Featuring an indelible cast of heroes and villains, mavericks and swindlers, The Parrot and the Igloo delivers a real-life tragicomedy—one that captures the extraordinary dance of science, money, and the American character.

The Message

Technologies are like stars: they hang around the lot waiting for the right story, the proper vehicle. Electricity became a star with the telegraph. The telegraph needed a crime.

On New Year's Day in 1845, a sixty-year-old Quaker named John Tawell caught the Paddington train for Slough. (Slough, twenty miles from London, is one of those in-between places people like to make fun of. It's where the Ricky Gervais version of The Office is set.) John Tawell had been a chemist, a forger, a deportee to Australia; in 1841, he'd romanced and wed the dream bride of every reformed criminal: a prosperous widow. He also maintained a former mistress, Sarah Hart. They'd arrived at an informal palimony scheme. Fifty-two pounds a year, so long as Hart didn't spill the beans and ruin everything. Tawell was now running short of cash. Sarah Hart had a solution: Tawell could murder his wife. Instead, he bought a bottle of prussic acid and boarded the train for Slough.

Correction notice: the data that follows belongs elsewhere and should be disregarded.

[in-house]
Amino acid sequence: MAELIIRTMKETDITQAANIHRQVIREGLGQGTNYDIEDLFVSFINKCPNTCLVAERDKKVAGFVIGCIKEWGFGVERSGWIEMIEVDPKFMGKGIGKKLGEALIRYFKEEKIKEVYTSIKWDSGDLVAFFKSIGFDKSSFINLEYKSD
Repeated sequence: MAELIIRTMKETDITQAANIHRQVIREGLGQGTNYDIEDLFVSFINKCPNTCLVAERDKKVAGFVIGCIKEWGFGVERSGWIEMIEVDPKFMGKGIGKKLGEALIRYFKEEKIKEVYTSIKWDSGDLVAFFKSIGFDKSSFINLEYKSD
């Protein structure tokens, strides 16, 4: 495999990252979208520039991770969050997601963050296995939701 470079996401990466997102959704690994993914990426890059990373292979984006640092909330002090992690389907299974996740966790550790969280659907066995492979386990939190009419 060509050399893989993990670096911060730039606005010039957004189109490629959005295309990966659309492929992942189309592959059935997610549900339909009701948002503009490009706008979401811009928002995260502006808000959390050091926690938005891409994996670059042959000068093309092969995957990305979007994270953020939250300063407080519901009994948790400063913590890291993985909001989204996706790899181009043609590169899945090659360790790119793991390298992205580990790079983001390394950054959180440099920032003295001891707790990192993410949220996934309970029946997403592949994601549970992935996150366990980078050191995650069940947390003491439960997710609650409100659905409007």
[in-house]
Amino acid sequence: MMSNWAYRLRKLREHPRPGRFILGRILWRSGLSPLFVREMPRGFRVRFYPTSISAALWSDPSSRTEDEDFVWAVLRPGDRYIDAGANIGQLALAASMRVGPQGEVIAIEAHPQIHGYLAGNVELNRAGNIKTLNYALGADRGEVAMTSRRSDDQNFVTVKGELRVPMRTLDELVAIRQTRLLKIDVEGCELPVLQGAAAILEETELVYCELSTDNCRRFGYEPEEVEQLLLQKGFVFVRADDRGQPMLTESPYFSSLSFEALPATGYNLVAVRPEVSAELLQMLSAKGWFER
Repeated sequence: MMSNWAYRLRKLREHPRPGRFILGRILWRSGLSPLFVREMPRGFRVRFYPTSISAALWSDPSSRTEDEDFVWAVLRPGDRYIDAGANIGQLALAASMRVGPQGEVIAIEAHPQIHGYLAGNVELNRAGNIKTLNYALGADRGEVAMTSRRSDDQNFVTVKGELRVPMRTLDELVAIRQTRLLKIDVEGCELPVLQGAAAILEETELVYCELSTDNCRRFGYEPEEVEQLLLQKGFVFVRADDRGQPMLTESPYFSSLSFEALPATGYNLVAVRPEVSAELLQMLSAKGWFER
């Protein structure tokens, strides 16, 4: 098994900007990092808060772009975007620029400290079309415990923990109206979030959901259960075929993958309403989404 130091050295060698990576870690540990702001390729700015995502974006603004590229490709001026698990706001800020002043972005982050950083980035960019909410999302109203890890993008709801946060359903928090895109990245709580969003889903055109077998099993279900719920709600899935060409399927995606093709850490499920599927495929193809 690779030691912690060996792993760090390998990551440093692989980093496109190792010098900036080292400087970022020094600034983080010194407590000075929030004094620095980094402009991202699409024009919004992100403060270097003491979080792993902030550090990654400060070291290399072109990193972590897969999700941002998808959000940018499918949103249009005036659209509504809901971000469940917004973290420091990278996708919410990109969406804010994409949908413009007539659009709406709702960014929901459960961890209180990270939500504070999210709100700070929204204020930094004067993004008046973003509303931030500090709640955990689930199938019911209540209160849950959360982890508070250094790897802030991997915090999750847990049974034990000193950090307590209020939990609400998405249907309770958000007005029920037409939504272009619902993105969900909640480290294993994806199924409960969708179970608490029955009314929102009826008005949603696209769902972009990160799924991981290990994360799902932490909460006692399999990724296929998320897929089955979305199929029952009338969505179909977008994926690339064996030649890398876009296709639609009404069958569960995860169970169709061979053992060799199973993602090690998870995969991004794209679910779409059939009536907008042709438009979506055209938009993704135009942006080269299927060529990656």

Tawell poured the ...

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Reviews

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BookBrowse

Lipsky's writing is quick-witted and highly entertaining. He expertly manages the tone—moments of humor balance out the often-grim subject matter without trivializing it. His depiction of the people involved is personal and vivid, full of funny descriptions and insightful commentary. The Parrot and the Igloo is a disturbing breakdown of how anti-science rhetoric gained first a foothold, and then a major following in American politics. Well-researched and captivatingly written, it's a must-read for people seeking to understand how climate change became the subject of such vicious denial...continued